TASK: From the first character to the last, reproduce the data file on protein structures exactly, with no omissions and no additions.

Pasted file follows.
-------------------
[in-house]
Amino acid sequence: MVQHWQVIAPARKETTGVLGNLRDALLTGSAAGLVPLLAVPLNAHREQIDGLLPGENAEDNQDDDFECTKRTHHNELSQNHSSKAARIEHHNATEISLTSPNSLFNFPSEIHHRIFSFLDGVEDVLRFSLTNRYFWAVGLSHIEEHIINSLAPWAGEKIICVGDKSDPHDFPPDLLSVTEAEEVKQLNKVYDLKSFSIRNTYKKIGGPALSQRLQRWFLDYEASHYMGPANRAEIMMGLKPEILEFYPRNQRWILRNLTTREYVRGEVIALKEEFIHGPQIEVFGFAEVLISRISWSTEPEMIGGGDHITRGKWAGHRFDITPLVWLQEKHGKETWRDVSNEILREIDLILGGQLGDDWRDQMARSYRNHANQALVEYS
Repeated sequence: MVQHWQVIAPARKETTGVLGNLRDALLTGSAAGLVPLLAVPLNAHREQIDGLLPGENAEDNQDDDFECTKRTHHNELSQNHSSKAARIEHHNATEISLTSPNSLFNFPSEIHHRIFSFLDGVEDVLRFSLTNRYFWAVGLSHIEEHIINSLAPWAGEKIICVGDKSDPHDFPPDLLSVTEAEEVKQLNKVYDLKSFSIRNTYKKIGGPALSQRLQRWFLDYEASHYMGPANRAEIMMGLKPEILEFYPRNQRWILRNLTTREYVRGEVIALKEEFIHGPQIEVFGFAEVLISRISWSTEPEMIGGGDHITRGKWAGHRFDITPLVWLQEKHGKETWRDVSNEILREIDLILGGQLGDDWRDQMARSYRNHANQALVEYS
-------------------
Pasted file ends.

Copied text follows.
[in-house]
Amino acid sequence: MVQHWQVIAPARKETTGVLGNLRDALLTGSAAGLVPLLAVPLNAHREQIDGLLPGENAEDNQDDDFECTKRTHHNELSQNHSSKAARIEHHNATEISLTSPNSLFNFPSEIHHRIFSFLDGVEDVLRFSLTNRYFWAVGLSHIEEHIINSLAPWAGEKIICVGDKSDPHDFPPDLLSVTEAEEVKQLNKVYDLKSFSIRNTYKKIGGPALSQRLQRWFLDYEASHYMGPANRAEIMMGLKPEILEFYPRNQRWILRNLTTREYVRGEVIALKEEFIHGPQIEVFGFAEVLISRISWSTEPEMIGGGDHITRGKWAGHRFDITPLVWLQEKHGKETWRDVSNEILREIDLILGGQLGDDWRDQMARSYRNHANQALVEYS
Repeated sequence: MVQHWQVIAPARKETTGVLGNLRDALLTGSAAGLVPLLAVPLNAHREQIDGLLPGENAEDNQDDDFECTKRTHHNELSQNHSSKAARIEHHNATEISLTSPNSLFNFPSEIHHRIFSFLDGVEDVLRFSLTNRYFWAVGLSHIEEHIINSLAPWAGEKIICVGDKSDPHDFPPDLLSVTEAEEVKQLNKVYDLKSFSIRNTYKKIGGPALSQRLQRWFLDYEASHYMGPANRAEIMMGLKPEILEFYPRNQRWILRNLTTREYVRGEVIALKEEFIHGPQIEVFGFAEVLISRISWSTEPEMIGGGDHITRGKWAGHRFDITPLVWLQEKHGKETWRDVSNEILREIDLILGGQLGDDWRDQMARSYRNHANQALVEYS